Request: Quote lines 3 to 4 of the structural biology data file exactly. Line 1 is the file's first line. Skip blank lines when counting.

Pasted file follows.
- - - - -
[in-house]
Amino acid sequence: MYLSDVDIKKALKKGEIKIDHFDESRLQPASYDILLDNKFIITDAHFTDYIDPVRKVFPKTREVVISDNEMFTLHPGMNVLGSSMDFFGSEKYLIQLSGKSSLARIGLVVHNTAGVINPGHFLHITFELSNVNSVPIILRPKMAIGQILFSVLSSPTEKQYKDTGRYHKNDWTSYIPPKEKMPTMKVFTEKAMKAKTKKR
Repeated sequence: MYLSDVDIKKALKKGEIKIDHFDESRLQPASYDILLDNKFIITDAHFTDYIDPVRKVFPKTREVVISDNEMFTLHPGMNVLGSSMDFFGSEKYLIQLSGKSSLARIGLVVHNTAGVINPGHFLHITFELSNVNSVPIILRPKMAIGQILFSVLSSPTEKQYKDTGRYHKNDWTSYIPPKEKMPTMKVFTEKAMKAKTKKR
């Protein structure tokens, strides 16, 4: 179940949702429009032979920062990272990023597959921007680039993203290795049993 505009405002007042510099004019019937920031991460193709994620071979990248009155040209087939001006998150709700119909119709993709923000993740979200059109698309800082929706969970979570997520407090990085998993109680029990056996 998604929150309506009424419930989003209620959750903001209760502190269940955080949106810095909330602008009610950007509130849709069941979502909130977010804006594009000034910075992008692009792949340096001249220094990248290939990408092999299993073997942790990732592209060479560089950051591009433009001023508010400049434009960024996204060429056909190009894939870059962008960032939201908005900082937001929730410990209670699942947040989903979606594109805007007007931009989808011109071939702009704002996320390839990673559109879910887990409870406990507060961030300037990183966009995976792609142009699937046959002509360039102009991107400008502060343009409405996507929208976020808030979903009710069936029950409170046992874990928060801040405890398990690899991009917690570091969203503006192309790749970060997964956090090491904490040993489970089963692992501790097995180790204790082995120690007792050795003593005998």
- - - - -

Repeated sequence: MYLSDVDIKKALKKGEIKIDHFDESRLQPASYDILLDNKFIITDAHFTDYIDPVRKVFPKTREVVISDNEMFTLHPGMNVLGSSMDFFGSEKYLIQLSGKSSLARIGLVVHNTAGVINPGHFLHITFELSNVNSVPIILRPKMAIGQILFSVLSSPTEKQYKDTGRYHKNDWTSYIPPKEKMPTMKVFTEKAMKAKTKKR
């Protein structure tokens, strides 16, 4: 179940949702429009032979920062990272990023597959921007680039993203290795049993 505009405002007042510099004019019937920031991460193709994620071979990248009155040209087939001006998150709700119909119709993709923000993740979200059109698309800082929706969970979570997520407090990085998993109680029990056996 998604929150309506009424419930989003209620959750903001209760502190269940955080949106810095909330602008009610950007509130849709069941979502909130977010804006594009000034910075992008692009792949340096001249220094990248290939990408092999299993073997942790990732592209060479560089950051591009433009001023508010400049434009960024996204060429056909190009894939870059962008960032939201908005900082937001929730410990209670699942947040989903979606594109805007007007931009989808011109071939702009704002996320390839990673559109879910887990409870406990507060961030300037990183966009995976792609142009699937046959002509360039102009991107400008502060343009409405996507929208976020808030979903009710069936029950409170046992874990928060801040405890398990690899991009917690570091969203503006192309790749970060997964956090090491904490040993489970089963692992501790097995180790204790082995120690007792050795003593005998």